Tuesday, February 10, 2009

Green for God

It seems everyone in the church has suddenly decided that being environmentally conscious is a good, even holy thing. Congratulations. The scientists are telling us it's already too late, but at least we are getting the point.

Now all the liberals out there, especially the younger ones and the parents of the younger ones (who twenty years ago were shamed by their kids into learning to recycle) are saying "It's about time! Here's something we can agree on for a change. Rather than deciding whether someone is going to heaven or hell by looking at who shares their bed or blindly following the next Republican who claims to be a born again Christian despite showing absolutely no sustained relationship to a faith community of any kind, we finally are talking about doing something useful for the world. We can all work together, right?"

Yes, I know how those last sentences read. Those liberals can be pretty judgmental too, can't they (Notice how I refuse to label myself as a liberal. Maybe I'll talk about that sometime soon too.) Not exactly the best way to start an alliance. But maybe if everyone can learn to keep their mouths shut about other issues, we can actually get something done, especially if we can agree that maybe, just maybe, the government can also be a partner in this. Good will is certainly welcome. Organizing as a people to do something also helps. And at its ideal, isn't that exactly what government is supposed to be?

Unfortunately, the Sunday forum at the campus ministry where I work read a book on environmental action by one of the evangelicals. I won't mention it's name, but one of the gurus of the emergent church movement, Brian McLaren, gives it a front cover "Enthusiastically recommended." You can figure it out if you really need to.

Notice how I said we read this book unfortunately. I should mention that this was a group of activist type folks who hang laundry, reuse plastic bags, take cloth bags to the grocery and try to buy local whenever possible. And I should also say we loved the appendices, which include a way to do a home energy audit, notes on home appliances to help you when shopping, and practical lists of things you can do today through the coming year. But we also had the reaction that one often has to converts. "This guy has taken a good idea and run over everyone with it." Worse than that, his excess seemed designed to make everyone else feel guilty. Theologically, I saw more than a little Pelagianism in his writing.

Here is a way too brief and overly simplified explanation: Pelagius was a fourth century theologian who believed that one could work ones way into God's redeeming love through a life of good deeds. Augustine, in one of his better moments, refuted that claim, saying that it is only by God's grace that anyone is saved; Pelagius was condemned as a heretic (Perhaps a bit of overreaction too).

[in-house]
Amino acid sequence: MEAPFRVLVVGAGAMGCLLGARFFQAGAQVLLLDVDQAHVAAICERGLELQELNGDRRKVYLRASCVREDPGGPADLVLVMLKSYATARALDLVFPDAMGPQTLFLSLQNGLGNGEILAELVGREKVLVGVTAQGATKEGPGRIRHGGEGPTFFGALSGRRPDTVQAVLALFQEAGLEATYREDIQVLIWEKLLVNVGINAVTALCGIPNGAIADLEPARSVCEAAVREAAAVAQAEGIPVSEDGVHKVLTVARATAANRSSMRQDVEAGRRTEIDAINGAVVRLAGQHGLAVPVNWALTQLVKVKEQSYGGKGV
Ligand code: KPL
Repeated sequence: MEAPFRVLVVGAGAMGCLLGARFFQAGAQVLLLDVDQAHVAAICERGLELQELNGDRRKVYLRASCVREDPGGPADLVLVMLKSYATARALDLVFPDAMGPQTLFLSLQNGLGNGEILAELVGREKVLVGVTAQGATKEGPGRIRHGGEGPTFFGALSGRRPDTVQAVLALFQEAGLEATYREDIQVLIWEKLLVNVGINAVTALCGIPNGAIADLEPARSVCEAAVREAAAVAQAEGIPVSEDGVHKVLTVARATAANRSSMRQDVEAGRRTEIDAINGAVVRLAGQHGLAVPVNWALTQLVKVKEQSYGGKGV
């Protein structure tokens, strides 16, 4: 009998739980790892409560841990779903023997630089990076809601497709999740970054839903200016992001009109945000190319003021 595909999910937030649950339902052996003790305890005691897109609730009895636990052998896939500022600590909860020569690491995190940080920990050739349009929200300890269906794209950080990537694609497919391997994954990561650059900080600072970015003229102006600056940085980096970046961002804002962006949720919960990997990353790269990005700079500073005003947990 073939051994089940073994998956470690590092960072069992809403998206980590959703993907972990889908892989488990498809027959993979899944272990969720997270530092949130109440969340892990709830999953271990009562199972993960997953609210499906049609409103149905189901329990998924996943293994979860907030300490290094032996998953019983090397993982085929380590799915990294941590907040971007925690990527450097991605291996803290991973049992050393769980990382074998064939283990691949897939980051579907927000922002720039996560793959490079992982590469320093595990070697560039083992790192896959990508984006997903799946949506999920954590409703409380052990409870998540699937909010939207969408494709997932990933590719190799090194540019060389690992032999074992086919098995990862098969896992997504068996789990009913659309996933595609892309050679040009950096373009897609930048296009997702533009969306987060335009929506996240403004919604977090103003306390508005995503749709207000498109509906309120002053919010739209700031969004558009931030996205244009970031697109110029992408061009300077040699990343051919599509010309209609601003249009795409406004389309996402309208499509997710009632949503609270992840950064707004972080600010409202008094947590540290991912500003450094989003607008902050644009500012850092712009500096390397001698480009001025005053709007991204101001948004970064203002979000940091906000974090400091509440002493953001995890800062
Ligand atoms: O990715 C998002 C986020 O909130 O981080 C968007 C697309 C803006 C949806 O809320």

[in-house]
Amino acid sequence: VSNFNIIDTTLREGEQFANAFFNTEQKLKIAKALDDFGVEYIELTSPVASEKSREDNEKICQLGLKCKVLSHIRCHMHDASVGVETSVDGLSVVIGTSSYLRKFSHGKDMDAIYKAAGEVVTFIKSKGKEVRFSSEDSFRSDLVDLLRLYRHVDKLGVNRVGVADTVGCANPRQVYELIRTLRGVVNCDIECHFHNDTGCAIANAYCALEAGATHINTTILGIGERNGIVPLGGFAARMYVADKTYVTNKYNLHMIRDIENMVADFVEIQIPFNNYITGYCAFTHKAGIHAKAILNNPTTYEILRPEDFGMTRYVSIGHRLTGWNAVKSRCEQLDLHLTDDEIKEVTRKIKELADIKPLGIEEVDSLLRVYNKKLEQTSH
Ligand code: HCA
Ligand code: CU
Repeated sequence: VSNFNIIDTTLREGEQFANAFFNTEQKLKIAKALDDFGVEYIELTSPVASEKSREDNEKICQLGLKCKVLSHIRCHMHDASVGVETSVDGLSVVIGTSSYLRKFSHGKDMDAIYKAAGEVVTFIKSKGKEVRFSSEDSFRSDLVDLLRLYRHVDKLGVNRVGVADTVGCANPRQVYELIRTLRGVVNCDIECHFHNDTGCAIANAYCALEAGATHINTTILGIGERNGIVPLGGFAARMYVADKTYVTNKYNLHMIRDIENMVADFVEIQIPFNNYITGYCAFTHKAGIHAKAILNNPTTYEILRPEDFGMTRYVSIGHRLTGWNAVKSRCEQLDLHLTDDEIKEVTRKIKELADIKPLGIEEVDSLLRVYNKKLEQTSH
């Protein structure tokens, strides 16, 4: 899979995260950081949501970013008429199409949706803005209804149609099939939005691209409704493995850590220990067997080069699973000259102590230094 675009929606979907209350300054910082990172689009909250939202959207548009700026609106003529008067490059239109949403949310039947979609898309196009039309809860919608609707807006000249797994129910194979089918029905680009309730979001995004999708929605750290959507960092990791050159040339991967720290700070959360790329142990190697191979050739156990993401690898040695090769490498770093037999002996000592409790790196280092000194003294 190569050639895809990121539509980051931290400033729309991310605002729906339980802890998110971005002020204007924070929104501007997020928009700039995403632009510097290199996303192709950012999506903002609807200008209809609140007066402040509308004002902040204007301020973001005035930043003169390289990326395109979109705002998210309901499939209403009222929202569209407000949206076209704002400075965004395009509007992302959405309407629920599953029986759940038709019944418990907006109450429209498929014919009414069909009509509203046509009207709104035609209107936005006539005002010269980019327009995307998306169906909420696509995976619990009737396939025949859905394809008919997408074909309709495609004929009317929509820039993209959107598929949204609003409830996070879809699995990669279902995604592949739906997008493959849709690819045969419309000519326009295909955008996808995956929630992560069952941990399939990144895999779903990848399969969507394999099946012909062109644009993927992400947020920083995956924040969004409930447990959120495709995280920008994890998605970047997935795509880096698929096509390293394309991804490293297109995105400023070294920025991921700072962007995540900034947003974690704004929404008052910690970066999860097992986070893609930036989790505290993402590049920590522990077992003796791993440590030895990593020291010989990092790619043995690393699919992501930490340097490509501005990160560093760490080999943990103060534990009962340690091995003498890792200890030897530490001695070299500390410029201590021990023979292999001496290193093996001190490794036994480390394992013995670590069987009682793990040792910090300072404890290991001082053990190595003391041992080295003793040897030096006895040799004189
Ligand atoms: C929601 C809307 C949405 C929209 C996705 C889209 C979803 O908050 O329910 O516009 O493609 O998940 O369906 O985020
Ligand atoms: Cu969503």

Why did we feel this way? Perhaps it was his daughter chiding him for cooling down a glass of water with ice on a hot day. Or maybe it was the image of his teenage children (a boy and a girl) working wonderfully side by side in the garden on a summer day. There was the chapter in which he managed to turn the idea of sabbath time into a rule that seemed more rigid than the Pharisees could dream up; in fact, I thought of Pahrisees often while reading this book.

How about the lecture on how evil television is? Or the one chiding anyone who does not buy ethically responsible food that glossed over the extra cost of this --I do work with lots of public college students who don't have lots of money or cars-- and never said a word about how much fuel I would have to spend to go get this food. Buying local, after all, means two things: products grown locally and not burning lots of fuel to get them. We have to balance between the two.

I completely jumped ship when, for reasons that now escape me, he declared that he was not taking blood pressure medication on the argument that Winston Churchill had high blood pressure and lived to age 91 without benefit of such medication (that did not exist for him, of course). At that point, I realized that logic was not a part of this doctor's argument either. That's right; the author is a doctor. I would not seek medical advice from him either.

So, the net effect of this book was to turn off a sympathetic audience of people seeking ways to alter our own lives (further) to be more environmentally appropriate. We decided to make our Lenten discipline as a congregation to examine our building to find ways we could do a better job. Sure we will use some of his checklists, but I won't suggest others read the book. Excess guilt trips are not the best way to motivate people. We don't have to look at how many ways we can make people feel bad about themselves in order to build up God's kingdom.

When will the church finally figure this out?

1 comment:

absolutleybill said...

For a good book on greening-up buildings and lives and such, check out Radical Simplicity. I believe it is the "go to" book for such things in the conservationist community.